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Fall and Winter Book Buzz

posted by: December 14, 2016 - 7:00am

BCPL Book BuzzLooking for the next good book to read or a perfect holiday gift? BCPL librarians shared some of their most anticipated books coming out this fall and winter with customers at Book Buzz sessions around the county.  It’s always hard to pick, but the librarians did come up with these favorites, already popular with so many readers.

 

Two iconic leaders are featured in our nonfiction picks. Candice Millard offers a fascinating account of Winston Churchill’s experiences during the Boer War in Hero of the Empire and Julia Baird uses the journals of Queen Victoria to shed light on the monarch in Victoria: The Queen: An Intimate Biography of the Woman Who Ruled an Empire.

 

Among the many exciting fiction titles released this fall and winter are this diverse group. The Heart of Henry Quantum by Pepper Harding explores contemporary middle-aged relationships, telling the story from three perspectives — a husband, a wife and the “one who got away.” Thriller fans will devour Holly Brown’s This Is Not Over, a story of two women caught in an escalating game of cat and mouse using hidden secrets in a psychological battle that leads to an explosive ending. Ann Patchett’s Commonwealth is a beautifully written novel that crosses generations and looks at the random events that have the biggest impact on our lives. Another family story that explores how one decision can shape lives is The Mothers, an unforgettable debut novel by Brit Bennett, my favorite of this season.


 
 

Between the Covers is proud to present Popcorn Reviews with BCPL — a TV and movie review blog from our own BCPL blogger, Qayoe! Popcorn Reviews with BCPL highlights DVDs that you can find right now at BCPL...for free! To find the titles reviewed in this episode, visit our catalog and reserve your DVDs today.

 

 


 
 

Ghosts

posted by: December 12, 2016 - 7:00am

Cover art for GhostsMany readers will be surprised to learn that Raina Telgemeier is one of the most successful graphic novelists working today. Her comics may not be the stuff of spectacular blockbuster movie adaptations, but she has an uncanny eye for the subtleties of school age friendships, romantic relationships and the pain of braces (which hits especially close to home for me). She connects with readers — especially young ones — and this has led to her books outselling popular comics like The Walking Dead or whichever superhero book Marvel or DC are pushing this week. Telgemeier outpaces them with personal, self-contained stories about children and, with her new book Ghosts, Telgemeier has taken yet another step forward as a storyteller. Retaining her signature warmth and breezy humor, her subjects now include death, family illness and ghosts.

 

Ghosts follows a family who’s just moved to Bahía de la Luna, a seaside town whose ocean air is especially good for Maya, the youngest daughter who has cystic fibrosis. But the protagonist of the story is Catrina, Maya’s older teenage sister.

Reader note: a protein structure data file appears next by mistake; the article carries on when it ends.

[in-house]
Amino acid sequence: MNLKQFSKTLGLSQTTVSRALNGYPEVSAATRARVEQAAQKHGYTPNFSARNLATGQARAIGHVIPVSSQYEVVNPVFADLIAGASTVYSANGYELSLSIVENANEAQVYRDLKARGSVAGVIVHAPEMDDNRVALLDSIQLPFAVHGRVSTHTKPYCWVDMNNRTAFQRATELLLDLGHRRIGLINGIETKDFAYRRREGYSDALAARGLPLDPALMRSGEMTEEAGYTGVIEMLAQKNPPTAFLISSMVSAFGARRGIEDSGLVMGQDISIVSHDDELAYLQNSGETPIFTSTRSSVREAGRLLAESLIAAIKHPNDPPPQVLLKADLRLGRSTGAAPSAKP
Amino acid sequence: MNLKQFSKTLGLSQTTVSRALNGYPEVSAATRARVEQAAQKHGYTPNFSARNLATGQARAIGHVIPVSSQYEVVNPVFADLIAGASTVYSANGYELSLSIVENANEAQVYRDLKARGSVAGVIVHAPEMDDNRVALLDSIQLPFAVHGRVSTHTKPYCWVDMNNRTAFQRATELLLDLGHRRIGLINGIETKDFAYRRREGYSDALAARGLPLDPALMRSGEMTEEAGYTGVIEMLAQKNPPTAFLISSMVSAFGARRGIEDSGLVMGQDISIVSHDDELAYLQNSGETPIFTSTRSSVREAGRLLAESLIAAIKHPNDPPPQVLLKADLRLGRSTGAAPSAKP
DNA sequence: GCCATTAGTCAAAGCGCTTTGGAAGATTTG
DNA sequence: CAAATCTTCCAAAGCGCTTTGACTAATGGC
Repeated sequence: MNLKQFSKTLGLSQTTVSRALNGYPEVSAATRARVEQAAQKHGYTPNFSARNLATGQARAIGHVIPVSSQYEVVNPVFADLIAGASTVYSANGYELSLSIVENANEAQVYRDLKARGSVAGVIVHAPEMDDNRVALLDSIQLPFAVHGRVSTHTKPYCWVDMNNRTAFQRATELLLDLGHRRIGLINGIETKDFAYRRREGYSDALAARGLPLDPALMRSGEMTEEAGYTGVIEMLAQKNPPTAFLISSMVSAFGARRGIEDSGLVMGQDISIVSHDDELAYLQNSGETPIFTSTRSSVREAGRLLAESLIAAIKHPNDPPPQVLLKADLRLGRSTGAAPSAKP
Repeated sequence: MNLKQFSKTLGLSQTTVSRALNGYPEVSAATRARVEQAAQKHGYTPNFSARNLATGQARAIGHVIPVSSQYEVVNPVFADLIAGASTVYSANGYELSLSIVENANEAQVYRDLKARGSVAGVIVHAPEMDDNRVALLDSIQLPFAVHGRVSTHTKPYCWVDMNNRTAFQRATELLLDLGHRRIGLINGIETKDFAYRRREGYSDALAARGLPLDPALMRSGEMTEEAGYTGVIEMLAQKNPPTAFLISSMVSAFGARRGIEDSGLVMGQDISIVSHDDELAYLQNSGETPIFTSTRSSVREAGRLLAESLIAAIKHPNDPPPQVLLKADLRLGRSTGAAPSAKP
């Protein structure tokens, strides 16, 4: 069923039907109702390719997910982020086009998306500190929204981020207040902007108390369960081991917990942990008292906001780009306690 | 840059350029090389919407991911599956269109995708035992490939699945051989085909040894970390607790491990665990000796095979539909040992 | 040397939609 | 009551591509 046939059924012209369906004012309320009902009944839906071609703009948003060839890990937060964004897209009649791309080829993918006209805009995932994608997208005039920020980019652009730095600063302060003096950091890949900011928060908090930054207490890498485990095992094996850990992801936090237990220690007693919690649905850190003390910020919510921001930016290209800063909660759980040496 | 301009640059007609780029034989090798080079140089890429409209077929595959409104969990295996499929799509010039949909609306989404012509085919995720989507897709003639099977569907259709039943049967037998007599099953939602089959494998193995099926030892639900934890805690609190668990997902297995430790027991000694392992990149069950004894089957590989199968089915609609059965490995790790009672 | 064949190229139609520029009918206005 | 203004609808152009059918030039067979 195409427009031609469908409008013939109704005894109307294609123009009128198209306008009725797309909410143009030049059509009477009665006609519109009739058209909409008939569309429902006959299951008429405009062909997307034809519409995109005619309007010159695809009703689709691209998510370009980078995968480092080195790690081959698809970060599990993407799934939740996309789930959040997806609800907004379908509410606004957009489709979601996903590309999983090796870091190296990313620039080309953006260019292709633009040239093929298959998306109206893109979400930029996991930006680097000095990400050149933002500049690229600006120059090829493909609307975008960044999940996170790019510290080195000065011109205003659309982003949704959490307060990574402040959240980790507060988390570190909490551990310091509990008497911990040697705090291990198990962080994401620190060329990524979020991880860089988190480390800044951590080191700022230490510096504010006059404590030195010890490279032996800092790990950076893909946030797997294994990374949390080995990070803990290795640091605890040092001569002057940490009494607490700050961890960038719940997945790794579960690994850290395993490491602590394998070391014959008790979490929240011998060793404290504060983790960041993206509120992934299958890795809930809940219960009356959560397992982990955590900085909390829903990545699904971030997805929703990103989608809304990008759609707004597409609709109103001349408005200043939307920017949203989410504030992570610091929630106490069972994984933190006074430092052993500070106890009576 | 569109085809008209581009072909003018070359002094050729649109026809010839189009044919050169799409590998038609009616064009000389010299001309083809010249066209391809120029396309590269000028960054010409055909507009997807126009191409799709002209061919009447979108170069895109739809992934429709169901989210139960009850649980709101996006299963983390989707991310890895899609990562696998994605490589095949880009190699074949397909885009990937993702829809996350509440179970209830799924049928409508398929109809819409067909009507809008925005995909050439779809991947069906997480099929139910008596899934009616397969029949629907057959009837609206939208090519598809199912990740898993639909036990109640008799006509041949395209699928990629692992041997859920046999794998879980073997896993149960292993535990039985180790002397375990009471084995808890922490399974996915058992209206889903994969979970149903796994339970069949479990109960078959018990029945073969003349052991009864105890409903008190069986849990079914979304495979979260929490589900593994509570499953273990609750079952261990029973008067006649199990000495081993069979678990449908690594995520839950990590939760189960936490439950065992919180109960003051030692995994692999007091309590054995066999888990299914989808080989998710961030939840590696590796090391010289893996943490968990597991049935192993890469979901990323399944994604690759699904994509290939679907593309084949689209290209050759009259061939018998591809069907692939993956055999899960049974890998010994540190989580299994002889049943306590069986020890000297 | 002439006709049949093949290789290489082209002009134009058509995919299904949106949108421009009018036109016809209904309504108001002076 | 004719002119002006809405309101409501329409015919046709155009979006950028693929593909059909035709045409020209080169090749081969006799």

Maya is a classic child, silly and wise. She has a peace with the world that’s hard to retain when you become Catrina’s age. But Bahía de la Luna is not your average town, and the girls begin spotting ghosts and real-life spooky, scary skeletons. Maya has questions for the ghosts, but Catrina is terrified of them and the uncomfortable feelings they stir up about her sister’s health. Through many lessons, Catrina will learn that inviting ghosts into her life may be the healthiest thing she can do.

 

Ghosts is the perfect all-ages read, full of beautiful landscapes, cartoonish humor and wisdom. Leave it to Telgemeier to take the heaviest of subject matter and make it jovial.

 


 
 

BCPL Top Titles of 2016

posted by: December 8, 2016 - 7:00am

Finish out this year's BCPL Reading Challenge with Collection Development's Top Titles for 2016. Stay tuned for our upcoming blogger favorites of 2016!

 

Fiction 

Cover art for Before the Fall  Cover art for A Great Reckoning Cover art for Homegoing Cover art for Lily and the Octopus Cover art for Sweetbitter Cover art for Swing Time Cover art for The Trespasser Cover art for The Underground Railroad  Cover art for The Wangs vs. The World Cover art for The Whole Town's Talking

 

Nonfiction 

Cover art for Eight Flavors Cover art for Evicted Cover art for Hero of the Empire Cover art for Hillbilly Elegy Cover art for How to Be Here Cover art for Hungry Heart Cover art for The Mathews Men Cover art for Sing for Your Life Cover art for Truevine Cover art for Victoria the Queen

 

Romance 

Cover art for Because of Miss Bridgerton Cover art for Forbidden Cover art for The Good, the Bad, and the Vampire Cover art for Haunted Destiny Cover art for Her Darkest Nightmare Cover art for In Bed With the Billionaire Cover art for Jordan's Return Cover art for Lady Bridget's Diary Cover art for Magnate Cover art for The Trouble With Mistletoe

 

Kids 

Cover art for The Best Man Cover art for Ghost Cover art for Juana & Lucas Cover art for PAX Cover art for The Plot to Kill Hitler Cover art for Raymie Nightingale Cover art for Snow White Cover art for Vietnam: A History of WarCover art for When the Sea Turned to Silver Cover art for The Wild Robot